Control of Herpes Simplex Virus latency by cellular DNA repair proteins

Funding Type: 
SEED Grant
Grant Number: 
RS1-00449
ICOC Funds Committed: 
$0
Stem Cell Use: 
Embryonic Stem Cell
Public Abstract: 
Herpes Simplex Virus types1 and 2 are human viruses which cause cold sores and genital herpes, respectively. Current estimates suggest that 80% of the US population are infected with HSV-1 and 20% with HSV-2. Both viruses establish latency in neurons of the infected individual, and periodically reactivate in response to stress or sunlight. During latency, the virus is asymptomatic but during reactivation, sores reappear at the site of the initial infection. Current therapies do not prevent reactivation , they only limit the spread of virus once it has already reactivated. We have recently discovered a link between cellular DNA repair proteins and HSV replication, and we have found that this the link is different between lytic and latent infection. During lytic infection, the cellular DNA repair proteins are activated by the virus, whereas during latent infection they are not. Our hypothesis is that DNA repair proteins control the switch between lytic and latent infection and this hypothesis forms the basis of this proposal. If correct, this finding could be exploited therapeutically to force the virus into a permanent state of latency. The natural site of HSV latency is neurons and we have found that the interactions we have observed between DNA repair proteins and HSV are specific to human cells. This finding limits the usefulness of rodent cells for our experiments but we feel that neuronally differentiated human embryonic stem (hES) cells may provide us with a unique opportunity to test our hypothesis in a biologically relevant setting. We propose to establish a model of HSV latency in hES cells which have been differentiated to a neuronal lineage. Modeling latency of a human virus in human neuronal cells will in itself be a significant advance in a field which has been traditionally limited to rodent and rabbit models, which do not recapitulate all aspects of the human disease. We will then use this model to investigate whether inhibiting certain DNA repair proteins can prevent HSV reactivation. Establishing a link between viral latency and DNA repair proteins may have implications beyond the field of HSV research; this example may turn out to be a paradigm for viral latency in general. If correct, our hypothesis will not only greatly expand our understanding of viral latency but may have important therapeutic applications, potentially leading to novel therapies designed to prevent rather than treat HSV reactivation.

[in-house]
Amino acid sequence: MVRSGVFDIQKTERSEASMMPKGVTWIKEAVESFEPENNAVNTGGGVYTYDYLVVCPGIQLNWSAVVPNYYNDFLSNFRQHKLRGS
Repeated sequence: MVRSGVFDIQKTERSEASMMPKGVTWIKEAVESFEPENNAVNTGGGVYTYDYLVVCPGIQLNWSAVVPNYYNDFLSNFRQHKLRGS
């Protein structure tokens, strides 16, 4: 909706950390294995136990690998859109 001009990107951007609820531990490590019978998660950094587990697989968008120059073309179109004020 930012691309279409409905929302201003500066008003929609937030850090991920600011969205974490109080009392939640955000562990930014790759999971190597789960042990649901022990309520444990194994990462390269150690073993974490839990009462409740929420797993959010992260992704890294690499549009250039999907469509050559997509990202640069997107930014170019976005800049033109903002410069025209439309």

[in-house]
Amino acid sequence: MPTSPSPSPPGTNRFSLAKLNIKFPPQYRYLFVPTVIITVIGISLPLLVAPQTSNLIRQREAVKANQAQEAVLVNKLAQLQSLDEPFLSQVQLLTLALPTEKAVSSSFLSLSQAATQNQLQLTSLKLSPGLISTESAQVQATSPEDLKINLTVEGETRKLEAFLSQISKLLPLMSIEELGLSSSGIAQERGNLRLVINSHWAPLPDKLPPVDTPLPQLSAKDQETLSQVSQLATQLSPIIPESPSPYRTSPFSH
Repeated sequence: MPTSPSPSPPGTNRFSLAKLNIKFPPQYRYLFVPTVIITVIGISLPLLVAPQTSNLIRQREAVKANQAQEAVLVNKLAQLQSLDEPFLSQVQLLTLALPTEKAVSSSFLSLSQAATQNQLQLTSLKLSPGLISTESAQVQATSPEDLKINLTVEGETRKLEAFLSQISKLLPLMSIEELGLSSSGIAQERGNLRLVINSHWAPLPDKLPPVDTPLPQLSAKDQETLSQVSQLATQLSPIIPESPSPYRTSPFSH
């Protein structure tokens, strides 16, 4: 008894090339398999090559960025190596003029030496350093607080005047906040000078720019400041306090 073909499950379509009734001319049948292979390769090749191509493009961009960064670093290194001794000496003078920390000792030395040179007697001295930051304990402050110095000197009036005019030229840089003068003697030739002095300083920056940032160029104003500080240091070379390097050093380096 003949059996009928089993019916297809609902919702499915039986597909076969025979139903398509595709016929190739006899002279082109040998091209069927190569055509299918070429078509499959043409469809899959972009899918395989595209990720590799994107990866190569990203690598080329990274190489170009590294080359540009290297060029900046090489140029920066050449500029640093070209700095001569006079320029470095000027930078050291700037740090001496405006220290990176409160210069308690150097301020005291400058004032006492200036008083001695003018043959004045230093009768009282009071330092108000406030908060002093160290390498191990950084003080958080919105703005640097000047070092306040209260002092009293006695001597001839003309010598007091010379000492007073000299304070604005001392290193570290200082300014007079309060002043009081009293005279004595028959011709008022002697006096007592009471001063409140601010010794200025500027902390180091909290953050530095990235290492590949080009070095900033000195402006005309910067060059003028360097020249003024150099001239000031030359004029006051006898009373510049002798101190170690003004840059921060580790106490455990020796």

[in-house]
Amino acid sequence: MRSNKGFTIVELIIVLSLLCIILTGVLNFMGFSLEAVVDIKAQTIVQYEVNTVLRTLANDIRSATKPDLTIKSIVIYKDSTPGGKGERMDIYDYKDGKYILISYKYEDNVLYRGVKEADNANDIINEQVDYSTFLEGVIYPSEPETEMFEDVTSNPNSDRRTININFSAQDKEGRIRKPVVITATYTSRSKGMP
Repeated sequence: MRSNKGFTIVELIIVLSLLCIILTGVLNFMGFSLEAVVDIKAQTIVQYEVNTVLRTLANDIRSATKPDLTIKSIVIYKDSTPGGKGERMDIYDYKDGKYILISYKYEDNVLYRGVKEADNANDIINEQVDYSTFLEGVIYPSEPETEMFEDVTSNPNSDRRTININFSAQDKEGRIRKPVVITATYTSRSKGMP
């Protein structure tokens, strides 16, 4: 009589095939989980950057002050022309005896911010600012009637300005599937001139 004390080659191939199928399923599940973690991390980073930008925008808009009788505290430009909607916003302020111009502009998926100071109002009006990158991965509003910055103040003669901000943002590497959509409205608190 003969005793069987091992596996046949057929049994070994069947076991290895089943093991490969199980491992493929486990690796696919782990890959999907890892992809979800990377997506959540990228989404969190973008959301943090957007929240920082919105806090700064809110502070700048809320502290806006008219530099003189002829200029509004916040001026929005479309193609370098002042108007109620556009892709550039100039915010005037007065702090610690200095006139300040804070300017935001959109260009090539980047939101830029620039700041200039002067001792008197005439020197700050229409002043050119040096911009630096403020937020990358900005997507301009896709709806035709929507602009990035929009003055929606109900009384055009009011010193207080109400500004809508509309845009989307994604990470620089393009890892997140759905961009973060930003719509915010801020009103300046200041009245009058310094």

Statement of Benefit to California: 
The proposed research will benefit California in two ways. Firstly, it will contribute to our knowledge base of infectious diseases and give new insights into the complex interactions between virus and host cell. Secondly, it may lead to novel therapies to target HSV infections. This will be particularly relevant since the CDC reports that STDs are the most common communicable disease in California and HSV-2 positive individuals have recently been shown to be more likely to acquire and transmit HIV. This proposal represents a novel application of human stem cell technology and could provide a paradigm for studying a range of viruses in the most relevant human cell type.
Progress Report: